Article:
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For refcode 1990MNRAS.246..477P:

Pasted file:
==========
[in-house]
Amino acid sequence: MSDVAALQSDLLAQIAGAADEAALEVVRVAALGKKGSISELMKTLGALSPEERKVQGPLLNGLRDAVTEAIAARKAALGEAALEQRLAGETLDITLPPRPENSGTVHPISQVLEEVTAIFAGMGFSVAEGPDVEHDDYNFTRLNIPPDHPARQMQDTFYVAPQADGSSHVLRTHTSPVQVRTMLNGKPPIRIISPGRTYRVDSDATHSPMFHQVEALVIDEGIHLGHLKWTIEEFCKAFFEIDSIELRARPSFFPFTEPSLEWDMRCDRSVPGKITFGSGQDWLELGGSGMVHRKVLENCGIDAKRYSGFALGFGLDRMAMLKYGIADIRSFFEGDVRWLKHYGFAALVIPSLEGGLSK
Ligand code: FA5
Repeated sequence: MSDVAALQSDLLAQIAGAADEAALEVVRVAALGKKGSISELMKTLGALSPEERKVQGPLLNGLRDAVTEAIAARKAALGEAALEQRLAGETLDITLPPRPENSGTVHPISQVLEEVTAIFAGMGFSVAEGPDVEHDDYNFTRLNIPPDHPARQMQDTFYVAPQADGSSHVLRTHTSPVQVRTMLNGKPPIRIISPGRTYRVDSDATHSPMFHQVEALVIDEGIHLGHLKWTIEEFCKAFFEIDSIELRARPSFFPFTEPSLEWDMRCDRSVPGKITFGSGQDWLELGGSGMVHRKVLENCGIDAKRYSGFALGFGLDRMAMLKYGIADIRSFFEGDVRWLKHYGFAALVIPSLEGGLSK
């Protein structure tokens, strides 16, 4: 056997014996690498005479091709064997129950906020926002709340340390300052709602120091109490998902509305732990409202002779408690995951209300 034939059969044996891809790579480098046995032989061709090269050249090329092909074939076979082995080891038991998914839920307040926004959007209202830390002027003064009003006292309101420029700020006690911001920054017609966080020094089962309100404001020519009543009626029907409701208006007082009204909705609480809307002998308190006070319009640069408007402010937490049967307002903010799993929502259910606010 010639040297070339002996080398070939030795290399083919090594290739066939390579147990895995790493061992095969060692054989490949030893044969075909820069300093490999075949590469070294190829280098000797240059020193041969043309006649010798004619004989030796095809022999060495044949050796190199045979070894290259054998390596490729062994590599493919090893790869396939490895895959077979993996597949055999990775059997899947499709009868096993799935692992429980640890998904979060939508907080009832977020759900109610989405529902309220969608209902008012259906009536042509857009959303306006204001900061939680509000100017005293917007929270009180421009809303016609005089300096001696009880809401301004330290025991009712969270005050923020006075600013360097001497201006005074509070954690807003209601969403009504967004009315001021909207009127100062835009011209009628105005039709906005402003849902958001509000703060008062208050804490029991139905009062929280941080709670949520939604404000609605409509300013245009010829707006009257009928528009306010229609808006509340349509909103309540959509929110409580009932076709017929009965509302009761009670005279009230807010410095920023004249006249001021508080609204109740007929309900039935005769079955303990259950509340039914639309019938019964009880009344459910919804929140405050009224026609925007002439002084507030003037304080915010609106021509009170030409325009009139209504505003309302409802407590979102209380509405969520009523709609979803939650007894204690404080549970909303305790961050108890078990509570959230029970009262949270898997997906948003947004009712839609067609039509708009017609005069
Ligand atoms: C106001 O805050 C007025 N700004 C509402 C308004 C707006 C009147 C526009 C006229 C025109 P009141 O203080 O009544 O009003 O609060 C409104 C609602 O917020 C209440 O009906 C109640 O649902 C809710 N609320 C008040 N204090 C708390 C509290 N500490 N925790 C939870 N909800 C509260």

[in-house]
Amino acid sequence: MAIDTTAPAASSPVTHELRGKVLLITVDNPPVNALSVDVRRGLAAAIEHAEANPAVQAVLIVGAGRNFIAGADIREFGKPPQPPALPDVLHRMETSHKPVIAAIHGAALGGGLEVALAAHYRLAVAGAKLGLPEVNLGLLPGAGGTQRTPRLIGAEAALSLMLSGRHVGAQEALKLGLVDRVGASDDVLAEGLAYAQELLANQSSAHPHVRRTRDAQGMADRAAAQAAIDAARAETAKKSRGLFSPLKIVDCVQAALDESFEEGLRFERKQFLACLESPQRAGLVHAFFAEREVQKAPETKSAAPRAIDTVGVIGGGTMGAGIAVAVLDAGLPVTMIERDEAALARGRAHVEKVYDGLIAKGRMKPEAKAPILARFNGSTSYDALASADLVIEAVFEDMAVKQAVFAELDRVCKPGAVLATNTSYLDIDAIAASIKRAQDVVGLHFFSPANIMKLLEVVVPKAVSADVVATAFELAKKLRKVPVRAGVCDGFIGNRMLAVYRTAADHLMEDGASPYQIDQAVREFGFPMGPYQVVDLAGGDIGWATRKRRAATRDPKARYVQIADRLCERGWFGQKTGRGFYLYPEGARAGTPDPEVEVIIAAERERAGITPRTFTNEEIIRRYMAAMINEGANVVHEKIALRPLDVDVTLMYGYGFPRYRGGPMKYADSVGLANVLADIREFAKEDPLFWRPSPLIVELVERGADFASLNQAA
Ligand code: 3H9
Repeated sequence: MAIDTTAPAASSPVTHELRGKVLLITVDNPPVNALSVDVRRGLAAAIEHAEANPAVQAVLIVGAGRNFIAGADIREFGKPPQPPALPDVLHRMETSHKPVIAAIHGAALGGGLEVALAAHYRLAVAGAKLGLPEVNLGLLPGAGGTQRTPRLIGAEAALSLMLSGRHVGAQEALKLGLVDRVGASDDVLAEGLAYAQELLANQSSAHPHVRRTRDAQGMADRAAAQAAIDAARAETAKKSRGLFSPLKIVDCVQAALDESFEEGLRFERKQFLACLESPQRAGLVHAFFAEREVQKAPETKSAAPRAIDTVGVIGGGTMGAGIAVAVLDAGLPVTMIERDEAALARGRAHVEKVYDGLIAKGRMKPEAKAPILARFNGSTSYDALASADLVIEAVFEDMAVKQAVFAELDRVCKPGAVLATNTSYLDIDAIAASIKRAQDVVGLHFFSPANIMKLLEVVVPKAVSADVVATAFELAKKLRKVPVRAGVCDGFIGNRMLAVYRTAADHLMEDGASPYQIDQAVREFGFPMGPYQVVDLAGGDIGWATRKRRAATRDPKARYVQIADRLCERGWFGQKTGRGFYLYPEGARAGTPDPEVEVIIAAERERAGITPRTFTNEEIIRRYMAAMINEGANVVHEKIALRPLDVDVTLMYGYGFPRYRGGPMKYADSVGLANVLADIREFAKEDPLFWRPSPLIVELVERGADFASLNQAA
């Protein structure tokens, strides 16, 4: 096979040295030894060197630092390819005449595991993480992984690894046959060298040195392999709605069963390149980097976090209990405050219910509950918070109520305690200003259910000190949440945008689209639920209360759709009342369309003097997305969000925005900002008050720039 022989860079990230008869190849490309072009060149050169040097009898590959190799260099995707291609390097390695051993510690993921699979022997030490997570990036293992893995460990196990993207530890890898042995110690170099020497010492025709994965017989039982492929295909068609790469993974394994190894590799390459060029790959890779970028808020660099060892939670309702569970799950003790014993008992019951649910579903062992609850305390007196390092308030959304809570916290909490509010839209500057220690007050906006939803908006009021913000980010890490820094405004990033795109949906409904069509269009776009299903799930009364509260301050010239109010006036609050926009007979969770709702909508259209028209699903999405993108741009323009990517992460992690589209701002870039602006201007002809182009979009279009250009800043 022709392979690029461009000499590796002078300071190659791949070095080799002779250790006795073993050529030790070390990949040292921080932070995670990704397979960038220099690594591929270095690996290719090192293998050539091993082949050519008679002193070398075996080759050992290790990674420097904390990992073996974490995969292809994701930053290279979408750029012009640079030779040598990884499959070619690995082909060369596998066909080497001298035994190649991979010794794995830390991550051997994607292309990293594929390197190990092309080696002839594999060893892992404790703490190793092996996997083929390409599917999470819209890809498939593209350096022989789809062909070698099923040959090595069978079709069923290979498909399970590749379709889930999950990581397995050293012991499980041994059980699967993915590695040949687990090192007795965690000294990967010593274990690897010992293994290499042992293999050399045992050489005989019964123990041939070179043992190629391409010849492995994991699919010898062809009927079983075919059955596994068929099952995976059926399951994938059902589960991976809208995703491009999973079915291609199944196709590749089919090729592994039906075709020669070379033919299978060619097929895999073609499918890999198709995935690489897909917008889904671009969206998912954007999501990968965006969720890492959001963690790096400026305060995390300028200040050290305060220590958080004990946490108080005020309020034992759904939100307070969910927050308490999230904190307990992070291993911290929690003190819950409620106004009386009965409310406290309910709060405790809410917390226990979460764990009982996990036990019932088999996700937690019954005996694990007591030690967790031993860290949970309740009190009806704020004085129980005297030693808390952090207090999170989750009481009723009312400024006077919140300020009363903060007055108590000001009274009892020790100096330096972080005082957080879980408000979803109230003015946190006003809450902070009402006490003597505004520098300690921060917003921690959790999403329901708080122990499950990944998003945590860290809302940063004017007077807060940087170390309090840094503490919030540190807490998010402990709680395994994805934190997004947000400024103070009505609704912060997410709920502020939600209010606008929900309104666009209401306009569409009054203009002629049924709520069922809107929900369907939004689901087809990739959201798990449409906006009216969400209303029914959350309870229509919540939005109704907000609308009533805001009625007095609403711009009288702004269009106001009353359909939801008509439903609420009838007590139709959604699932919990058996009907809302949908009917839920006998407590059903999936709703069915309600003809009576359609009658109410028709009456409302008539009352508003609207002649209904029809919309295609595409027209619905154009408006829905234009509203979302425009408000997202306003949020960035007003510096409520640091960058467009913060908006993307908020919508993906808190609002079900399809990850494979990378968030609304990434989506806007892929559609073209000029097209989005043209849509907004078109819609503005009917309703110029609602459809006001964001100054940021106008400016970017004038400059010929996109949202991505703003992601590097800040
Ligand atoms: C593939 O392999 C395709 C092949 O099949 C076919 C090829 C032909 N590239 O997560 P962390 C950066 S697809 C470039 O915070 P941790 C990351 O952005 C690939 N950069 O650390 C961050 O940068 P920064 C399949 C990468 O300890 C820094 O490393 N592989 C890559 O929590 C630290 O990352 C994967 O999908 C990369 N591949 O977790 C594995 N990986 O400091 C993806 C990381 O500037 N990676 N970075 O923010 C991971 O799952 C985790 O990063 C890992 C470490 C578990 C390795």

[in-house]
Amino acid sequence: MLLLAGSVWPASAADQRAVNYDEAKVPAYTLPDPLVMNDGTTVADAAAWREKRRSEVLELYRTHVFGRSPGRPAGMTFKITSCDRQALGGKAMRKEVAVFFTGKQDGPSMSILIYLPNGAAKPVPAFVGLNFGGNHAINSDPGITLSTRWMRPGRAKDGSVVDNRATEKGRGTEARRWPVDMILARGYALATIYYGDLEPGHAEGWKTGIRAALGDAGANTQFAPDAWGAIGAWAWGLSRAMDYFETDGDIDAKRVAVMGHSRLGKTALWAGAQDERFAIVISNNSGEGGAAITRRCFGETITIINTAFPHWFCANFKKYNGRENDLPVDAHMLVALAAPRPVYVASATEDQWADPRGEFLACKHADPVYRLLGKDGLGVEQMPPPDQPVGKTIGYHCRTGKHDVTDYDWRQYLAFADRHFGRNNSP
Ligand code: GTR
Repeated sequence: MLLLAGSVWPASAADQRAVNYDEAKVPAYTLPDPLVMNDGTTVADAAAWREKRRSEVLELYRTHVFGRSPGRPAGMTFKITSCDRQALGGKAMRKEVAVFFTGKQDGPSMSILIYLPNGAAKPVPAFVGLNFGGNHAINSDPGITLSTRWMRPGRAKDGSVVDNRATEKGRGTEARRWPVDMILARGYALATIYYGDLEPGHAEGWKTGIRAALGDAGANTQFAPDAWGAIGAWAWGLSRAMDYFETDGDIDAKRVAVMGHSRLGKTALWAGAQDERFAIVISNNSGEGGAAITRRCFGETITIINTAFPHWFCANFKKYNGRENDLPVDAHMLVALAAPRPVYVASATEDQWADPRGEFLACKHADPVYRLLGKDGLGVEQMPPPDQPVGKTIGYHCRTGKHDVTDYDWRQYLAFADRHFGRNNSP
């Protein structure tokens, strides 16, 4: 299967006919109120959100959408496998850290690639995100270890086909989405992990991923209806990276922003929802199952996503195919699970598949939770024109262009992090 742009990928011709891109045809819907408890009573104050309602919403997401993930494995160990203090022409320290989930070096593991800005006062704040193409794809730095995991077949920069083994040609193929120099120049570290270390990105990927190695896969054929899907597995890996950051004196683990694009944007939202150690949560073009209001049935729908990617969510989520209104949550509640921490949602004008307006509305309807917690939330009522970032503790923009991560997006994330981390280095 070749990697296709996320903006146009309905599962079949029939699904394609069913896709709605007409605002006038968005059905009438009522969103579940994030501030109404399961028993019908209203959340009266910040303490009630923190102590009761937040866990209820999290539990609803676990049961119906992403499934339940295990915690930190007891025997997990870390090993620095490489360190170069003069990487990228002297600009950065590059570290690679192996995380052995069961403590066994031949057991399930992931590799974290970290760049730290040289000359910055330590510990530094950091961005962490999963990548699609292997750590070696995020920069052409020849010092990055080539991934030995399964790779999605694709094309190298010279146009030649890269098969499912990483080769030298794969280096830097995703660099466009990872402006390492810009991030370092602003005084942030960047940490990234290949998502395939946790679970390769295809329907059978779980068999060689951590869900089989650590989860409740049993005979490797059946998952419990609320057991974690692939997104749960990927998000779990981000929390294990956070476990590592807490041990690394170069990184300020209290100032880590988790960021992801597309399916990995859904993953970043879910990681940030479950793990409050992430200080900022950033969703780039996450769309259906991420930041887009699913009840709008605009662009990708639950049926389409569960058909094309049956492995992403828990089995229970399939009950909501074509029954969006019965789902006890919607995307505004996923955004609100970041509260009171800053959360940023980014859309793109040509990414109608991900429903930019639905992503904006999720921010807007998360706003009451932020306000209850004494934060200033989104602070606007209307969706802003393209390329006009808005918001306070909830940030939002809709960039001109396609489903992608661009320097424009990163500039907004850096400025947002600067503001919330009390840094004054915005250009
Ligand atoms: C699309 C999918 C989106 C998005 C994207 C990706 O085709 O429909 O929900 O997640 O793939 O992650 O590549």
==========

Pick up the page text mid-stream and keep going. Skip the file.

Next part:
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Copyright by Royal Astronomical Society. 1990MNRAS.246..477P The radio structure of NGC 1275 A. Pedlar, H. S. Ghataure, R. D. Davies and B. A. Harrison Nuffield Radio Astronomy Laboraiories, Jodrell Bank, Macclesfeld, Cheshire SK11 9DL R. Perley and P. C. Crane National Radio Astronomy Observatory, Socorro, NM 87801, USA, S. W. Unger Royal Greenwich Observatory, Herstmonceux Castle, Hailsham, Sussex BN27 1RP Accepted 1990 April 24. Received 1990 April 20; in original form 1990 March 16. SUMMARY We present high dynamic range VLA and MERLIN images of NGC 1275 at wavelengths of 18, 22, 90 and 199 cm with angular resolutions ranging from 0.3 to 40 arcsec. Over the central 30 arcsec there is evidence for collimated ejection mainly in PA 160^deg^. Outside this region the radio structure shows evidence of a sharp change in direction to approximately PA 235^deg^, before merging into the 10-arcmin radio halo. On arcsec and arcmin angular scales, there is considerable asymmetry between the structure north and south of the active nucleus. We consider the radio source structure to be consistent with an asymmetrical Fanaroff-Riley type I source, with the jet collimation axis close to the line-of-sight. The radio 'halo' consists of the outer lobes of this structure. Apart from the unresolved core, we see little change in spectral index across the central arcminute between 199, 90 and 22 cm, and no unambiguous evidence for free-free absorption by ionized gas in the system. The collimation axis of the radio jet is approximately perpendicular to the major axes of the integrated optical line emission from both the low- and high-velocity optical systems. We consider the possibility that the high-velocity system is interacting with the collimated outflow from the nucleus, and propose that this could account for some of the unusual optical and radio properties of this source. Similarities are noted between the high-velocity system and Minkowski's object, which also appears to contain a cloud interacting with a radio jet. The total energy of relativistic particles in the radio halo could be as high as ~10^59^ erg (assuming the ratio of relativistic protons to electrons to be 100). Hence, if the age of the radio halo/lobes is ~10^8^ yr, this implies a lower limit to the average energy input to relativistic particles in the halo of 104~ erg s-1. Thus, unless the process by which relativistic particles are accelerated is remarkably efficient, a similar amount of energy will be deposited as heat into the central part of the cluster. This quantity is comparable to the X-ray luminosity over the central region of the cluster ( ~10^44^ erg s^-1^), and its effects should be considered in models of cooling inflows in the central parts of the Perseus cluster.
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